High Nitrite - partial water change - BAD - Tropical Fish Keeping - Aquarium fish care and resources
 
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post #1 of 8 Old 07-09-2008, 08:55 AM Thread Starter
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High Nitrite - partial water change - BAD

My daughters have a 5 gal hex aquarium that has been in operation for about a month now and is stocked with one neon (we have have had alot of dead neons.) one bbaby catfish like bottom cleaner (called mudpie) and one small dwarf puffer. The pH has always been high but all the rest normal. last night I tested the water and the Nitrate and Nitrite levels were high for the first time. We changed about 1/3 of the water and the dwarf puffer was fine for like 5 minutes swimming and happy but then just curled his tail and fell to the bottom of the tank not able to swim. he was like that for about 15-20 minutes before he was finally able to swim. the nitrite levels are still high but not sure what to do. I changed filters and used the stress coat & auqua stuff for the water. even let the water set out for the afternoon matching temp etc.

PLEASE HELP I need to change another 1/3 water or something tonight.

Thanks,
Sheldon
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post #2 of 8 Old 07-09-2008, 11:58 AM
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Do not change your filter cartridge. Your tank is still cycling and the filter is mainly where the beneficial bacteria will colonize. Do you have the actual readings for ammonia, nitrite and nitrate?

150 Gallon - Mostly American Cichlids
135 Gallon - Angelfish Community
75 Gallon - Odd couple (Polleni/Angelfish)
55 Gallon - African tank
20 Gallon Long - QT
10 Gallon - Empty
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post #3 of 8 Old 07-09-2008, 12:10 PM Thread Starter
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The nitrAte was in the safe zone but the nitrIte was above the 10 (the chart only goes to ten)

I thought the carbon or what ever is in the filter might help

Was I wrong? I rinse the filter every couple days as they get dirty. especially on the 20 gal goldfish tank.

what should I do? I still have the old filter, I rinsed it and set it by the tank last night.

Sheldon
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post #4 of 8 Old 07-09-2008, 12:18 PM
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Your tank hasn't cycled yet. This means that there is not enough benificial bacteria to convert the ammonia produced by the fish into nitrate (which is still harmful to your fish) and then to nitrite. By cleaning the filter as often as you are, all of the bacteria that is in it is being washed away, prolonging the cycle. At this point you will have to do partial water changes as often as necessary to keep your fish alive. This will prolong the cycle, but it will keep your fish alive. Good luck.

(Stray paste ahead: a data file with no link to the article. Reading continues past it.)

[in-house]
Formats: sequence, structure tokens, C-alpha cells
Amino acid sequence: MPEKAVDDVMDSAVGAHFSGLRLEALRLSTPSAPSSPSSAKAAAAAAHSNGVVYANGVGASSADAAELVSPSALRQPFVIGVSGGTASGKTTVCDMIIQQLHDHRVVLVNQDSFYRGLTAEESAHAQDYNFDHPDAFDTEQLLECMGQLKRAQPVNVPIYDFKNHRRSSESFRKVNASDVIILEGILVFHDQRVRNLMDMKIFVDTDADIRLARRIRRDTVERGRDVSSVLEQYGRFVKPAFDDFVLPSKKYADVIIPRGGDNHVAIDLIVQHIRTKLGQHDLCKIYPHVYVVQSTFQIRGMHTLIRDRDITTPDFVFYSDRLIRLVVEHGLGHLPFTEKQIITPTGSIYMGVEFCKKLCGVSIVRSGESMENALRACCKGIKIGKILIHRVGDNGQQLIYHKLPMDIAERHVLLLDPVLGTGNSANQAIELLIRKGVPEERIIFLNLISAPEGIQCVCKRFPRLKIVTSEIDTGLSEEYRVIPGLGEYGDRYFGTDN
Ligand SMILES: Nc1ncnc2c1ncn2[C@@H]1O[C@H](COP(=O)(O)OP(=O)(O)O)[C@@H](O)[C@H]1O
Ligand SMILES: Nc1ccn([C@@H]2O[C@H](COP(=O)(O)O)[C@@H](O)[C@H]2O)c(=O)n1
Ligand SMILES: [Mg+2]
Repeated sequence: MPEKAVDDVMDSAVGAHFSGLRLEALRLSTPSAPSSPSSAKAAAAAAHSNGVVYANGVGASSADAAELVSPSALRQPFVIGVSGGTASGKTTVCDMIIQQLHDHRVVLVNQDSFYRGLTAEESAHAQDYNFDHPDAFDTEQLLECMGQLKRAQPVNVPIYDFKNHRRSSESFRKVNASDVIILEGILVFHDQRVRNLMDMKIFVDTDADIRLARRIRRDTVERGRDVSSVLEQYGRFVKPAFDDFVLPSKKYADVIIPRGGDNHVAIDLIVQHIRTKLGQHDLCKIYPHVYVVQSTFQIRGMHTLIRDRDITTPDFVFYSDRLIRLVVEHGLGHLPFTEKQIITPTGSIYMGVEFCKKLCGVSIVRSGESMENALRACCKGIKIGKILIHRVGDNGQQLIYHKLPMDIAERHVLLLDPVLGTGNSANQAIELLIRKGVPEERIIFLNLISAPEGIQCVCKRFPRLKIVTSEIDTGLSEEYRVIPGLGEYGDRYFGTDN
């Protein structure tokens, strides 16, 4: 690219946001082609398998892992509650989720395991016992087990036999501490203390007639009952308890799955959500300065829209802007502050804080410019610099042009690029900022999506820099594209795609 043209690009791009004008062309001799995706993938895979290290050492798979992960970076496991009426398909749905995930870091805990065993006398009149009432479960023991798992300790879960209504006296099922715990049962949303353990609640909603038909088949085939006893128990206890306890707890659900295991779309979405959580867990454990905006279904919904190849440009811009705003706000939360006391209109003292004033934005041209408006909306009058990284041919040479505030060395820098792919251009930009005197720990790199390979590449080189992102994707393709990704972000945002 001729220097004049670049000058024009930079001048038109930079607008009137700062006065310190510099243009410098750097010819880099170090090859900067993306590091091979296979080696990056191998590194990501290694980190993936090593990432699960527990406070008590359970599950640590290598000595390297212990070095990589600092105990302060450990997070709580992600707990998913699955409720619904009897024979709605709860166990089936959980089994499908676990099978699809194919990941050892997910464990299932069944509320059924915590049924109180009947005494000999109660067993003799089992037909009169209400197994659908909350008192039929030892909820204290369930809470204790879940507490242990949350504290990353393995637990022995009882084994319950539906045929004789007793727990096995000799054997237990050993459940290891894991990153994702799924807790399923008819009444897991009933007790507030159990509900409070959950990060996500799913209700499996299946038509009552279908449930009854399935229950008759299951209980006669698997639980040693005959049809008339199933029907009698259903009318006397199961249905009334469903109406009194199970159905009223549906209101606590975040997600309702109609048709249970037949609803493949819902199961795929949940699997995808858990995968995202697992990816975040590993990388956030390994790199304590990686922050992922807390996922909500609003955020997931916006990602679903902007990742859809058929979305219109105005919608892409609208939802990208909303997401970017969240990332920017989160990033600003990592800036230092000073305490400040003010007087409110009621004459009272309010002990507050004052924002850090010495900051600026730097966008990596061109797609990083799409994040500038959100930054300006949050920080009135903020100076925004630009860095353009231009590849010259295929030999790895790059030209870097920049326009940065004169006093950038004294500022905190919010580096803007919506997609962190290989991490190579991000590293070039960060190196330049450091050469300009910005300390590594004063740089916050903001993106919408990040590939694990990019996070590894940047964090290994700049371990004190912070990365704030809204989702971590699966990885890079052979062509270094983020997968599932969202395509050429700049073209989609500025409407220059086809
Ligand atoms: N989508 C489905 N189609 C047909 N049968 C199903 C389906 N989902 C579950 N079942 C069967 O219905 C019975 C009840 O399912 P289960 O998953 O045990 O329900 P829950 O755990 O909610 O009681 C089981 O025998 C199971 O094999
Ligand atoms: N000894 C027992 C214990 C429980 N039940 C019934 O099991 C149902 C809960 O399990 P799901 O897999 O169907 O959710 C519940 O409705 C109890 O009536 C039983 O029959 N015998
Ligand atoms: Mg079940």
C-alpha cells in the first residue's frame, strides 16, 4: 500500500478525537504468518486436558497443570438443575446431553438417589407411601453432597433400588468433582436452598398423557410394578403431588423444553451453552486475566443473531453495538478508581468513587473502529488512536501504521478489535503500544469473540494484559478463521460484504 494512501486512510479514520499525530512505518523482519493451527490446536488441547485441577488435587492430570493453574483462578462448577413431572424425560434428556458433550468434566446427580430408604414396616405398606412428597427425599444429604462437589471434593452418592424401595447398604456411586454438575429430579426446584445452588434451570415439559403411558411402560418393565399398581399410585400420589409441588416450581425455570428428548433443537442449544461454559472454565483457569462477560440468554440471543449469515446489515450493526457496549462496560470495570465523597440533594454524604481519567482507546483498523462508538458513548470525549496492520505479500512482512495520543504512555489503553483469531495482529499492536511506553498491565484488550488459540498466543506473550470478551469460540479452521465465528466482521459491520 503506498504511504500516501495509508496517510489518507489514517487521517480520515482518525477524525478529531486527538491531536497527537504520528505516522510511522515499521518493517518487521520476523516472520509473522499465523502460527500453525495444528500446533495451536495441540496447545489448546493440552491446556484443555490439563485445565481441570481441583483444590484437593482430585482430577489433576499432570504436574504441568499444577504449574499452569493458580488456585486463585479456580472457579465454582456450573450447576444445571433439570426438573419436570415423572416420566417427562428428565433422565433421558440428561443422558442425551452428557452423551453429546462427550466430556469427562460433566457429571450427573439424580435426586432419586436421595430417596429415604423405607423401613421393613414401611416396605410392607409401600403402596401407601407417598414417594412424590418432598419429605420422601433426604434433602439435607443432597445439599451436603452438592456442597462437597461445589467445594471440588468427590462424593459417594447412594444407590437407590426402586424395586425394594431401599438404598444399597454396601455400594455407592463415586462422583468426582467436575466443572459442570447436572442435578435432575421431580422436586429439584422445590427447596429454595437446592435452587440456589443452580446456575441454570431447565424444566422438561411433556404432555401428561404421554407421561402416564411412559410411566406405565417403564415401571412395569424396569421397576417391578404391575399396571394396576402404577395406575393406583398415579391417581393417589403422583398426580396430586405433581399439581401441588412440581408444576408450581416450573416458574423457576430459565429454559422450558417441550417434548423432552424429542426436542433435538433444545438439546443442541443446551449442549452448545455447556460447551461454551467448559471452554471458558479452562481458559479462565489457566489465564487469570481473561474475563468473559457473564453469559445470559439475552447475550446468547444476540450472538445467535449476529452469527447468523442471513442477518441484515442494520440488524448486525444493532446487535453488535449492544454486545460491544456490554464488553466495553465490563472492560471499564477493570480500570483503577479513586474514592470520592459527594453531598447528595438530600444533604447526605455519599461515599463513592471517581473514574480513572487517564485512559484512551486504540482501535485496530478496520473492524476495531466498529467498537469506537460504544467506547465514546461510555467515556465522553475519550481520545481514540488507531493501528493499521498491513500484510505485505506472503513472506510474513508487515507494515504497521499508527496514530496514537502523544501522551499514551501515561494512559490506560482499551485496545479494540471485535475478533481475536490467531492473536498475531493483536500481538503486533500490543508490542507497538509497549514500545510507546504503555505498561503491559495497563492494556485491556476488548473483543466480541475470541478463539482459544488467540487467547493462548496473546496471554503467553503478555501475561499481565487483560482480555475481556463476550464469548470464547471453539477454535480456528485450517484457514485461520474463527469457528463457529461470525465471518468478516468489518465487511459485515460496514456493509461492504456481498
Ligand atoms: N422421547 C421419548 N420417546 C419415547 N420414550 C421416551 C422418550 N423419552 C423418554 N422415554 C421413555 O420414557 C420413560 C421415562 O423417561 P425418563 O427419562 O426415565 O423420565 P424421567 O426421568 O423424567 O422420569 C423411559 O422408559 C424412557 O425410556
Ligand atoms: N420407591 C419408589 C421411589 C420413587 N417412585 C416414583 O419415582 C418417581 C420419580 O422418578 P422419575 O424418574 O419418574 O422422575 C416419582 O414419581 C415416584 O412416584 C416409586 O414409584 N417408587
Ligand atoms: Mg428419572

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post #5 of 8 Old 07-09-2008, 12:53 PM
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I know a dirty filter is really gross, but its really necessary. Trying rinsing your filter media once a month or every two weeks, rather then every other day. To be honest, I wouldn't even touch the filter until your tanks cycled and ready to go.

And take everyones advice here, Continue with small water changes, not 1/3!!! Change like 15-20% of the water daily until you get no more nitrite readings.

I hope everything goes well! Good luck.

And just before you laid dead weight upon its shores, I stung you in the face for that's the nature of my core.
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post #6 of 8 Old 07-09-2008, 11:26 PM
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Are you rinsing the filter in tap water? If you did the chlorine in the tap water will kill any bacteria there. If your filter is getting clogged and you feel you must rinse it just swish it in the bucket of used tank water when you do a water change. But, like Little-Fizz said, I would try not to touch the filter while the tank is cycling so the bacteria has a chance to colonize.

150 Gallon - Mostly American Cichlids
135 Gallon - Angelfish Community
75 Gallon - Odd couple (Polleni/Angelfish)
55 Gallon - African tank
20 Gallon Long - QT
10 Gallon - Empty
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post #7 of 8 Old 07-10-2008, 07:32 AM Thread Starter
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thanks for the help.

why did the puffer wig-out like he did?

I'm on well water so no chlorine in the water but I'll stop cleaning the filter nevertheless.

Is reverse osmosis water okay to use? filtered water? (my pH is naturally really high - 8.6+)
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post #8 of 8 Old 07-10-2008, 11:25 AM
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Puffers do that in bad water conditions, I don't really know why, but they do.

yeah reverse osmosis water is ok to use if you think the pH is going to bother your fish, if they are alright with it I wouldn't even bother.

And just before you laid dead weight upon its shores, I stung you in the face for that's the nature of my core.
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